While working on Prawn, I ran into this (not-so) fun little gotcha:
>> 1.to_sym => nil >> 101241.to_sym => nil
Anyone cool enough to tell me what this feature is all about?
I guess it isn’t totally clear what I was asking here. I’m not actually trying to convert integers to Symbols. In fact, my specs were failing because I expected some_number.respond_to?(:to_sym) to be false!
As it turns out, Fixnum#to_sym does have a purpose, but it is quite different than something like String#to_sym.
>> :foo.to_i => 14369 >> 14369.to_sym => :foo
I knew about the existence of #id2name and it didn’t surprise me much, given the way Symbol objects are implemented. Still, for the folks who keep reminding me about what Symbol objects are, please save your comments because that’s not the point here.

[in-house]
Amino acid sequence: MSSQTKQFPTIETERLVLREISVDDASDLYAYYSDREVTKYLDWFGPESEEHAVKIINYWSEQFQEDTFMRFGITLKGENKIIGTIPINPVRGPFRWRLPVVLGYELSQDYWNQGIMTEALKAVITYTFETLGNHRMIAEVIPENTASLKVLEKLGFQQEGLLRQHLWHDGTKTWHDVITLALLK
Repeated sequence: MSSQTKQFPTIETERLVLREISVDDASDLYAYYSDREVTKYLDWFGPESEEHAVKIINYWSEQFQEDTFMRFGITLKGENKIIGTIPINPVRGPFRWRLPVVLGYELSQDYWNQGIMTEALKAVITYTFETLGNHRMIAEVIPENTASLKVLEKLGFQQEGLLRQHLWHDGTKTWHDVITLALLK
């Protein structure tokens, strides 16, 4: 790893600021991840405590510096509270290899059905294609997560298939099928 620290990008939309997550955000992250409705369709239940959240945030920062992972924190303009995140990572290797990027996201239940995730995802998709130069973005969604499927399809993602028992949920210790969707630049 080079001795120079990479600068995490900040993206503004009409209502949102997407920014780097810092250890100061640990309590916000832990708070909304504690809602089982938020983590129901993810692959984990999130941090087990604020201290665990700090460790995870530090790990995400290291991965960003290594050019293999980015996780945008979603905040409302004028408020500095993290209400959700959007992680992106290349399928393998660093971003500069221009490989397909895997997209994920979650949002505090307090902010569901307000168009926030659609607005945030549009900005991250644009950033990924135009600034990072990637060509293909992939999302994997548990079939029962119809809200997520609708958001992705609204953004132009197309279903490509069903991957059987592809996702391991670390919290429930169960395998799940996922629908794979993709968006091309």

The point is that when I see “foo”, I can easily say. Oh… “foo”.to_sym will give me :foo.
When I see [16393, 16401, 16409], I don’t think “Gee… that must be: [:cat, :monkey, :tomato], I just need to map it with to_sym”.
So what this boils down to is an API clarity thing. Even if a Symbol is closely bound to an integer implementation-wise, I think it’s a bit of a flaw to assume that to be important conceptually. Among our readers, has anyone used Fixnum#to_sym in real code? I’d be very interested in seeing a common use case for this feature. If there isn’t one, maybe a less ambiguous name, such as id2sym might be more appropriate.
What’s more, even with the existing name, it’d be nice if some_number_that_has_no_symbol.to_sym would blow up with an error rather than return nil.
Sorry for the earlier confusion, hopefully this update clarifies that I was talking about a design peculiarity., and not some burning desire to get myself back a :1.